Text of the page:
Day out with Denis in Bendigo

Lynne's eastern spinebill in her Ocean Grove garden.

I went to Bendigo for a week, which I must say was just wonderful for birdwatching and had a day out with ex-Ocean Grove local Denis Sleep, who moved there two years ago.

He took me to his favourite local birdwatching spots, and I had the best day out. We went to Mount Korong Scenic Reserve, and the first birds we saw were diamond firetails.

We also saw a wedge-tailed eagle, hooded robin, striated pardalotes, white-plumed honeyeaters, spiny-cheeked honeyeaters, brown treecreepers, brush bronzewings and white-browed babblers. It was difficult to leave this spot and go to the next one, which was a place called Diamond Dove Dam.

I have never seen so many different species of honeyeaters in the one spot – fuscous, New Holland, white-eared, yellow-plumed, white-plumed, white-naped, yellow-faced and brown-headed. There were also musk, little and purple-crown lorikeets everywhere. We also saw a few Gilbert’s whistlers.

I received a few messages from John Murray who is a long-time Bellarine Hooded Plover volunteer extraordinaire. John is so dedicated to helping the local hoodies in the summer and spring nesting seasons. Last week the Birdlife Australia held their annual Beach Nesting Birds Conference at Anglesea, and this attracted people from all over Australia.

John said the conference speakers were fascinating. There was a presenter from New Zealand who spoke about hand rearing critically endangered little tern chicks until they fledge, which involves around the clock resources. There were also speakers from Cairns, Western Australia and South Australia. Thanks John for all you do for the local beach nesting birds, you certainly are a champion hooded plover hoodlum. John also found a newly deceased

juvenile grey-headed albatross washed up on the beach.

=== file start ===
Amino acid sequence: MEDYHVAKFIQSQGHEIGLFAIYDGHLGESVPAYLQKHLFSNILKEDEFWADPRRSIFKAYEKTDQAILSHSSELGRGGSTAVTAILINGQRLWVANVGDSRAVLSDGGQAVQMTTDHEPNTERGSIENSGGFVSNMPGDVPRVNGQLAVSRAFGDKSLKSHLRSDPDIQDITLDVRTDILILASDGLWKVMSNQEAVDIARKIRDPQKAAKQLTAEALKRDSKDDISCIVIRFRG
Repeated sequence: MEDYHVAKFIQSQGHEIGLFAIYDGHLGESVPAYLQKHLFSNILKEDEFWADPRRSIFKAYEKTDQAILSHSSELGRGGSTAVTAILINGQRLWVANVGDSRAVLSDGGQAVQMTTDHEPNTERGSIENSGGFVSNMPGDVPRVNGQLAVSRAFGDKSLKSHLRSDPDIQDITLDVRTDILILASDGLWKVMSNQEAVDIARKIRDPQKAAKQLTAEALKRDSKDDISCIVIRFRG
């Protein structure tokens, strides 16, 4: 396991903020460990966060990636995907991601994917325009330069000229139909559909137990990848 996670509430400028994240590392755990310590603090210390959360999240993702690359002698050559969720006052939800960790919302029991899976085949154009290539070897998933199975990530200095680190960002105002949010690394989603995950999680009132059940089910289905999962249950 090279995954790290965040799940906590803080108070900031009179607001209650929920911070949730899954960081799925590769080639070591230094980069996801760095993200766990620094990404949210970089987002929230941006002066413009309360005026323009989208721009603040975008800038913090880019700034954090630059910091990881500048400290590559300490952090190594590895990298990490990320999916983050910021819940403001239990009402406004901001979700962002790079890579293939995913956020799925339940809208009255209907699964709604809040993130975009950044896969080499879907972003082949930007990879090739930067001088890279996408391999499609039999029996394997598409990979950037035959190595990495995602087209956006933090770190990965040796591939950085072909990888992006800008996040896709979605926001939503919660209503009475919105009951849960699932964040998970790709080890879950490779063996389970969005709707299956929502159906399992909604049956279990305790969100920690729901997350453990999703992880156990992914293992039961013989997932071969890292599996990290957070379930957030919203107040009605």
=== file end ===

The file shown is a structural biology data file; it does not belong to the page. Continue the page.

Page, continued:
I received an email from Alan, who was walking at Lake Victoria when this bird sailed so close overhead that I could not fit it in the frame. That’s the downside of a prime lens where zooming in or out means running towards or away from your subject. The bird was a whistling kite and I too have had this experience of being so close to one of these raptors flying overhead that the wings are cut off in the photo.

Alan also saw two tawny frogmouths at Blue Waters Lake. Another interesting viewing was 15 to 20 nankeen night herons. They were quite high, weaving in and out so hard to get a solid count. They eventually landed in various trees around the lake, a mix of adults and juveniles so perhaps this was a training flight?

I received an email from Lynne, who lives in Ocean Grove. It has been so long since she has had any small birds in her garden (due to the presence of noisy miners). She was excited to share that she has had the cutest little eastern spinebill visiting her garden for the past two weeks. The poor little thing flits in under the cover of the foliage and tentatively drinks from the flowers until it is spotted by the noisy miners, but it is so good to see it keep coming back. She has also had musk lorikeets in her leucoxylon. Luckily they, and the rainbow lorikeets, and the eastern rosella pair are not bothered by the miners.

Lynn also saw a flock of at least 80 yellow-tailed black cockatoos while driving along the Drysdale Bypass.

Lynn also was lucky enough to see two wedge-tailed eagles over Grubb Rd, Wallington a few weeks back.